For instance, IAM supplier Optimal IdM recently  announced that it is partnering with TypingDNA to add “typing behavior analysis” as an added feature to its core MFA services. I asked Chris Curcio, vice-president of channel sales at Optimal IdM to set the wider context. Here are excerpts of the interview, edited for clarity and length. …more

Q&A: Crypto jackers redirect illicit mining ops to bigger targets — company servers

By Byron V. Acohido

Illicit crypto mining is advancing apace.

It was easy to see this coming. It began when threat actors began stealthily embedding crypto mining functionality into the web browsers of unwitting individuals. Cryptojacking was born. And now, the next-level shift is underway.

Related article: Illicit crypto mining hits cloud services

Cybercriminals have shifted their focus to burrowing onto company servers and then redirecting those corporate computing resources to crypto mining chores. They are doing this using both tried-and-true, as well as leading-edge, hacking techniques.

I recently unwrapped these developments in a discussion with Liviu Arsene, senior security analyst at Bitdefender, which has been closely monitoring this trend. One key bit of intelligence Bitdefender shares in a whitepaper is a breakdown of how EternalBlue has come into play, once again.

You may recall EternalBlue was one of the cyber weapons stolen from the NSA and used in the milestone WannaCry ransomware attack in the spring of 2017. WannaCry used EternalBlue to deploy a self-spreading worm to help rapidly spread a globe-spanning ransomware campaign. It also used PowerShell and Windows Management Instrumentation script to infect the victim, followed by Mimikatz to pull logins and passwords from a computer’s memory in order to move laterally across the infrastructure.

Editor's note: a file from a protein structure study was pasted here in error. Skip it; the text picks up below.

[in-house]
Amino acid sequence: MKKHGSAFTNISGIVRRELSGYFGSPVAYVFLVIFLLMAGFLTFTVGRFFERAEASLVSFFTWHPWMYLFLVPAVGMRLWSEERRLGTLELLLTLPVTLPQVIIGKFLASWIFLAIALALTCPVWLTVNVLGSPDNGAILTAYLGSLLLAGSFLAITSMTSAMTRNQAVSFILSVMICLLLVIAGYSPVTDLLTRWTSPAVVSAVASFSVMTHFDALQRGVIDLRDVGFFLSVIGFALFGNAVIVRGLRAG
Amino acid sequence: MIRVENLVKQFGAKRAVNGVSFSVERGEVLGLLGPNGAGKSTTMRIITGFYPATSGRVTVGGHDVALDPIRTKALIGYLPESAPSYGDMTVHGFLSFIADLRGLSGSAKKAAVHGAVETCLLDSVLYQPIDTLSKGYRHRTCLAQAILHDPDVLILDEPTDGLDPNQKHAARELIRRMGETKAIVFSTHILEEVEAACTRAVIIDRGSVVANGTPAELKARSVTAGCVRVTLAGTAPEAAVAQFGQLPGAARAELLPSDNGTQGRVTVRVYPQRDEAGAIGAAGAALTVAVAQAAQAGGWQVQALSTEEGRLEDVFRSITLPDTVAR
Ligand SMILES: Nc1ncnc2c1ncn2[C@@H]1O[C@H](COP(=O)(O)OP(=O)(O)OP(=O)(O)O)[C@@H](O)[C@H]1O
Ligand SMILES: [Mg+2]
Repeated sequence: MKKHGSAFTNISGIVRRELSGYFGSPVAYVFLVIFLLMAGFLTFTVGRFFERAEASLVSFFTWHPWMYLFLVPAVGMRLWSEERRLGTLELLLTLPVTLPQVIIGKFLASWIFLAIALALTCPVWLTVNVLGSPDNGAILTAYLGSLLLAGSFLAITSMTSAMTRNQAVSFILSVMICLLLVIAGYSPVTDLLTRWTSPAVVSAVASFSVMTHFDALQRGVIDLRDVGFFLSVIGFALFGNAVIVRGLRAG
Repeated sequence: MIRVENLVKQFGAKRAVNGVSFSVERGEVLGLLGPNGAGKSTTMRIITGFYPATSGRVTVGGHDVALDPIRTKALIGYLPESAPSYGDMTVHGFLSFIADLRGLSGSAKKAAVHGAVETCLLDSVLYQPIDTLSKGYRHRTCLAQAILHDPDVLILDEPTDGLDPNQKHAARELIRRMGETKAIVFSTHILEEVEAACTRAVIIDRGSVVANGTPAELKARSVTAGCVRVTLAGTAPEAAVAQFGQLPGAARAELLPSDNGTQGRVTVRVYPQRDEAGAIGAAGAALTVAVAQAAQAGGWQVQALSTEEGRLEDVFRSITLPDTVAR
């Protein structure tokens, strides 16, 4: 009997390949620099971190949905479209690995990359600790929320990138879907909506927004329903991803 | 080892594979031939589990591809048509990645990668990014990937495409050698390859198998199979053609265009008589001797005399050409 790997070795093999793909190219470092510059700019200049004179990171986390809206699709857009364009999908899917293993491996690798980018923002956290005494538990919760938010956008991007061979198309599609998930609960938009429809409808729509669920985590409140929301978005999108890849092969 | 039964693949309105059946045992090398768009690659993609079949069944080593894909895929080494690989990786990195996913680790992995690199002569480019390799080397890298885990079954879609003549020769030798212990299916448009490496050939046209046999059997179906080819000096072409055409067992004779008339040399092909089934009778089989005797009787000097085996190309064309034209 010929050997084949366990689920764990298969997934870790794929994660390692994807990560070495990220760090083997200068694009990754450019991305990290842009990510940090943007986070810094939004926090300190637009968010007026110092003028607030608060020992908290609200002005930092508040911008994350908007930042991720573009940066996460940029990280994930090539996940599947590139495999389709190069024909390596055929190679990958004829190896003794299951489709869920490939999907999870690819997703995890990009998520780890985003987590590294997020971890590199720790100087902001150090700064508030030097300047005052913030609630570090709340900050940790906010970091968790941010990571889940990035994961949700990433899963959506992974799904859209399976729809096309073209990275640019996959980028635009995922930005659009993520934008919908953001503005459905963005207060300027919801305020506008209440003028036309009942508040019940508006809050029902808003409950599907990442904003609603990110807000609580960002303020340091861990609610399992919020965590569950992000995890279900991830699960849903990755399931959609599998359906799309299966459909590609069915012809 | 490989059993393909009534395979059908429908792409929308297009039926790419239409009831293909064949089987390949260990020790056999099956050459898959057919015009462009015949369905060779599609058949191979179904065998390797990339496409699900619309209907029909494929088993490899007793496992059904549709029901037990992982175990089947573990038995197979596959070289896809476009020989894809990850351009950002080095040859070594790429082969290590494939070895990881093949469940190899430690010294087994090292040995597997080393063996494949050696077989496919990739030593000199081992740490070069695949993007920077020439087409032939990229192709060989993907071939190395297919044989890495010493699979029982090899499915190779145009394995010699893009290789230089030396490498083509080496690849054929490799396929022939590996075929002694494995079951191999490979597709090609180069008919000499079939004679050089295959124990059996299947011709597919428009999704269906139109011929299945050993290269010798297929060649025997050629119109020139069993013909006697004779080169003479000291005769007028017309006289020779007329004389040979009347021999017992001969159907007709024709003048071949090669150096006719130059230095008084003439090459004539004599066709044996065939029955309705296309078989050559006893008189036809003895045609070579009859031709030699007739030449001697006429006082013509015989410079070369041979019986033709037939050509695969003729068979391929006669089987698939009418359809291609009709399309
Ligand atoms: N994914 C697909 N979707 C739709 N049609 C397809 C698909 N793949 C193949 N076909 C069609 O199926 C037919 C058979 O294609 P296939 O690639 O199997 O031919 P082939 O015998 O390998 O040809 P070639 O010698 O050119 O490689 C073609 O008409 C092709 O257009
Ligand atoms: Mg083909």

And now in 2018 EternalBlue is propagating a very similar worm, dubbed WannaMine, that has been seeking company servers to infect – and redirect to crypto mining chores – in 150 countries.

This is part of a rising number of advanced attacks designed to penetrate data centers of private and public cloud infrastructures which have the computing resources coveted by crypto miners.

The criminals aren’t asking for any ransom. They’re just taking – or more precisely, consuming — what they want: …more

National Cybersecurity Alliance advocates ‘shared responsibility’ for securing the Internet

By Byron V. Acohido

The targeting of Sen. Claire McCaskill by Russian intelligency agency hackers, as she runs for re-election, underscores the need for each individual and organization to take online privacy and security as a core part of our everyday lives.

Related: Using ‘gamification’ for security training

The National Cyber Security Alliance is a  non-profit group, underwritten by the top tech companies and biggest banks, that has been out there since 2001 promoting best practices and supplying programs to engrain this mindset in our society.  NCSA operates the StaySafeOnline website that provides a variety of cybersecurity educational resources and programs.

I sat down with Russ Schrader, NCSA’s new executive director, who outlined the terrific resources NCSA makes available. One program, for instance, puts on workshops for Congressional staffers and other federal employees on how to recognize and avoid nation-state backed hackers looking to interfere in elections.

For a full drill down on our conversation, please listen to the accompanying podcast. Here are excerpts, edited for clarity and length:

LW: What is the National Cyber Security Alliance?

Schrader: We are a leading nonpartisan, nonprofit group that’s very involved as a convener of experts to talk about a number of the top issues in cybersecurity. We also have a lot of educational programs that reach far beyond the insular, cybersecurity expert areas.

LW: How did this organization get started?

Schrader

Schrader: The legacy is a group of CISOs from companies like Facebook, Google, Microsoft, Cisco, Oracle, Mastercard, Visa, Bank of America, Wells Fargo and a lot of others. They built a very robust  group of committed cybersecurity professionals in their own businesses. But they also realized there was a greater good in encouraging safety and security of the Internet, as it becomes more and more an important part of people’s lives.

LW: Your high-level mission, as I understand it, is generally to build the level of awareness across the board?

Schrader:  Absolutely. We have a lot of programs geared toward education at a lot of different levels. In addition to the consumer levels that we’re doing, we also work with people on the Hill,  and try to help them during this election time, or when there may be unfriendly actors trying to hack into their e-mails or hijack their social media accounts. …more